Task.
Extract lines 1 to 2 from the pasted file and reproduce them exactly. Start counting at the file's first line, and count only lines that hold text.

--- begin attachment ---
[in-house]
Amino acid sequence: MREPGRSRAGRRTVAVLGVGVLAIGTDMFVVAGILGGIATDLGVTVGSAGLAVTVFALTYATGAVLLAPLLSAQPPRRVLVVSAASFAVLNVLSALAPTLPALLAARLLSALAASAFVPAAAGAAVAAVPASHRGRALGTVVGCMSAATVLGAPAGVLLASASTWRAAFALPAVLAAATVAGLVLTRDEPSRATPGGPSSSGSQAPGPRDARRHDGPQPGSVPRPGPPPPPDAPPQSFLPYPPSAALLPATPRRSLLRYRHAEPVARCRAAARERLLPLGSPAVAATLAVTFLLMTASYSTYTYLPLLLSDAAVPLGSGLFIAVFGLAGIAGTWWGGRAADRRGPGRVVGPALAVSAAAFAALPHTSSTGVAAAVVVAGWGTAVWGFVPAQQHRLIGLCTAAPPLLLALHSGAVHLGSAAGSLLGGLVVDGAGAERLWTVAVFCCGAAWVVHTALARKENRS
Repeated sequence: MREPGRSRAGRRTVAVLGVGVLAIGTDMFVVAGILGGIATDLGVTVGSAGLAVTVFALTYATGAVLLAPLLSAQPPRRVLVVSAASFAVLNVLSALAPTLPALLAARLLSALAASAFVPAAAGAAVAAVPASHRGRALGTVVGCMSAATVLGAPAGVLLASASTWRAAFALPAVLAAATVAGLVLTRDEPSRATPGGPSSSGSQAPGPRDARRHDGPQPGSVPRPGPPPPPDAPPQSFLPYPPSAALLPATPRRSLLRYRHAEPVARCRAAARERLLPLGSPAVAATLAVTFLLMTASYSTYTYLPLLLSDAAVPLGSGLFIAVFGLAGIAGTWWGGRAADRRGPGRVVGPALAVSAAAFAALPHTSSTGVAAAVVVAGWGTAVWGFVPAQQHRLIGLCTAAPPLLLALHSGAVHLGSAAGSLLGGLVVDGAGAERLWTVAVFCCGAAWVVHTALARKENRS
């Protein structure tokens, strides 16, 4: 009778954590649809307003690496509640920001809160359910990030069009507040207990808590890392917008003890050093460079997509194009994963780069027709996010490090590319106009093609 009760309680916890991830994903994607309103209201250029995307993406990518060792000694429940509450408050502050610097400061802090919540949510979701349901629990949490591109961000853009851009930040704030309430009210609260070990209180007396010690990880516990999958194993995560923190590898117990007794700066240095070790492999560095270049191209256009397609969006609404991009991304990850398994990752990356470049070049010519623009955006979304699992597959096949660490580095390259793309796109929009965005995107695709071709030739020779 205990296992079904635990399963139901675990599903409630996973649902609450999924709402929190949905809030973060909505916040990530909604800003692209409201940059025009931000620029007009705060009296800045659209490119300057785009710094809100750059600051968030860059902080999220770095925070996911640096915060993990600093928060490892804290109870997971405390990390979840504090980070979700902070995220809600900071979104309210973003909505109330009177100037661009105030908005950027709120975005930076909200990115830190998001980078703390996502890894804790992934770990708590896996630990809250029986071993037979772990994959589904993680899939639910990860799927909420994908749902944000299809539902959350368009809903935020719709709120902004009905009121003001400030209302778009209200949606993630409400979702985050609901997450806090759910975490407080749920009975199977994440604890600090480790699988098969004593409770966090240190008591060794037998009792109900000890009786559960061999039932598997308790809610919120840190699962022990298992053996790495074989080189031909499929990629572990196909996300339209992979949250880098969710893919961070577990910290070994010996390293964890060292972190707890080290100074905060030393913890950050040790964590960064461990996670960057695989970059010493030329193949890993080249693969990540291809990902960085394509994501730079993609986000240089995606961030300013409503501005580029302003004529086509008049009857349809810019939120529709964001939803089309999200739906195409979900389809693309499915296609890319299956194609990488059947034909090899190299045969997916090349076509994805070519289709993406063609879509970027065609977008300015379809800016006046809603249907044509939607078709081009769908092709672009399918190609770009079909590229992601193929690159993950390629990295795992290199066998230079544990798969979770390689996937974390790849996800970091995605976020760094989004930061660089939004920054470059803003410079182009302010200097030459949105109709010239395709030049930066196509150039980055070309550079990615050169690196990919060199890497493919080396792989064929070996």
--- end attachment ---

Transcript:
[in-house]
Amino acid sequence: MREPGRSRAGRRTVAVLGVGVLAIGTDMFVVAGILGGIATDLGVTVGSAGLAVTVFALTYATGAVLLAPLLSAQPPRRVLVVSAASFAVLNVLSALAPTLPALLAARLLSALAASAFVPAAAGAAVAAVPASHRGRALGTVVGCMSAATVLGAPAGVLLASASTWRAAFALPAVLAAATVAGLVLTRDEPSRATPGGPSSSGSQAPGPRDARRHDGPQPGSVPRPGPPPPPDAPPQSFLPYPPSAALLPATPRRSLLRYRHAEPVARCRAAARERLLPLGSPAVAATLAVTFLLMTASYSTYTYLPLLLSDAAVPLGSGLFIAVFGLAGIAGTWWGGRAADRRGPGRVVGPALAVSAAAFAALPHTSSTGVAAAVVVAGWGTAVWGFVPAQQHRLIGLCTAAPPLLLALHSGAVHLGSAAGSLLGGLVVDGAGAERLWTVAVFCCGAAWVVHTALARKENRS